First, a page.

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HDMI quality on video cards?

Discussion in 'Nvidia' started by Rats, Apr 10, 2007.

  1. Rats

    Rats Guest

    I am looking at building a dedicated media centre to play my xvids.
    I'll either be using a projector or a 42"+ LCD/Plasma screen for

    Can someone suggest the best method for feeding the signal to the
    projector or screen? I am thinking along the lines of HDMI as this is
    the newest technology. Can anyone vouch for the quality? Would the
    image appear as crisp as it would, say, on an LCD monitor?

    Rats, Apr 10, 2007
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  2. Rats

    Paul Guest

    Perhaps a forum like this can help.

    "Clarifications on HDMI cables"

    The answer could be quite complex, depending on how much gear you own.
    The math statement at the bottom of this thread looks to be a
    reasonable one, from a theoretical point of view:

    "HDMI > Component > S-video > etc."

    "Whats the Best Way to Connect All these Home Theater Components?"

    Paul, Apr 10, 2007
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  3. Rats

    Rats Guest

    Oops. I think I may not have phrased my question properly. I simply
    want to know the best way of outputting a signal from a video card (in
    this case I am inclined towards NVIDIA hence my post in this NG) to my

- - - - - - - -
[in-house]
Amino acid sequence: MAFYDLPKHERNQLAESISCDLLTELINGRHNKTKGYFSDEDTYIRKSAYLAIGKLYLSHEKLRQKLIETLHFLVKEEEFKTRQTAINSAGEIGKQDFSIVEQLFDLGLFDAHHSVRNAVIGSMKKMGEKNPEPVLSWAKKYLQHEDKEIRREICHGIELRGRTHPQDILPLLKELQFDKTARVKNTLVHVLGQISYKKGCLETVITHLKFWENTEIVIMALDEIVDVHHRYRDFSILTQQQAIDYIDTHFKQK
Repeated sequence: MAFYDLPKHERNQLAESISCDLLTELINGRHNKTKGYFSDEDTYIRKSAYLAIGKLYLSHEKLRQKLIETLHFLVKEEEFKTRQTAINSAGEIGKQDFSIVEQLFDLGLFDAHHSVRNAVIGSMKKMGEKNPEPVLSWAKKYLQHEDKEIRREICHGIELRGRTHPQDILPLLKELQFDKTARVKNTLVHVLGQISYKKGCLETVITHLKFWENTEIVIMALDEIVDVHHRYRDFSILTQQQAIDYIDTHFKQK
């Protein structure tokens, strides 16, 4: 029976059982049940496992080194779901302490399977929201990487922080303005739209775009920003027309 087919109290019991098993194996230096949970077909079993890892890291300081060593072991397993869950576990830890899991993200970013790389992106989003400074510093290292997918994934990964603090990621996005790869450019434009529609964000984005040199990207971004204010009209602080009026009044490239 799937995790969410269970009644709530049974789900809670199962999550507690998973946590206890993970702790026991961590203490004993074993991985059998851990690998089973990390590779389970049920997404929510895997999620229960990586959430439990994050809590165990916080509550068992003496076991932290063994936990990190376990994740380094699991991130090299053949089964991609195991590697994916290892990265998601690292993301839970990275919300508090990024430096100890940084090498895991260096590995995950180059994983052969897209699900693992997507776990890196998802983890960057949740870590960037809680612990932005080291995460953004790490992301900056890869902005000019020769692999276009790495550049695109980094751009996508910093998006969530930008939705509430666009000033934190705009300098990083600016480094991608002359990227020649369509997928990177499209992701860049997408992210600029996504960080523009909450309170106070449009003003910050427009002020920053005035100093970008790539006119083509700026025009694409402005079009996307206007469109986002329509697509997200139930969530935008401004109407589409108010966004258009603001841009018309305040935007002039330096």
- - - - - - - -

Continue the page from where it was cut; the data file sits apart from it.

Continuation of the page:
projector/plasma screen.

    In the past I've used the old s-video out and the quality's been poor
    at best. I've seen slightly better results with scart out connections
    on tv cards and still better quality on a direct vga plug into

    I have not yet witnessed the output from DVI or HDMI and was wondering
    how it compared to its predecessors.
    Rats, Apr 10, 2007
  4. Rats

    Paul Guest

    HDMI or DVI are digital. If there is a problem transmitting a signal, the
    result is "snow" on the screen. But otherwise, the transmission method is
    "lossless". The byte value calculated by the GPU, is exactly the same
    when it is clocked into some digital circuit in your projector. So the
    quality is not affected by the transmission method (up to the point that
    the signal is no longer sufficient to be clocked by the receiver chip).
    That is unlike the other, analog methods, as those will lose something
    along the way, from video card to receiver.

    When you use a VGA connector, especially at high resolution, the sharpness
    of the image can be compromised. A video card with too much EMI filtering
    just before the connector might only give a sharp picture at one of the
    lower resolutions. A really long cable might soften the image as well.

    S-Video has a bandwidth of about 4 MHz, which means text won't be readable,
    even at 640x480.

    So at least in my own case, S-Video would be my last choice. If VGA or
    HDMI/DVI are options with the projector, I'd try those before using
    S-Video. But with all the devices you have at your disposal, and the
    limited number of inputs on the projector, you have to pick and
    choose, which device will be using which port.

    Paul, Apr 10, 2007
  5. Rats

    Rats Guest

    Brilliant. Thanks Paul.
    Rats, Apr 10, 2007
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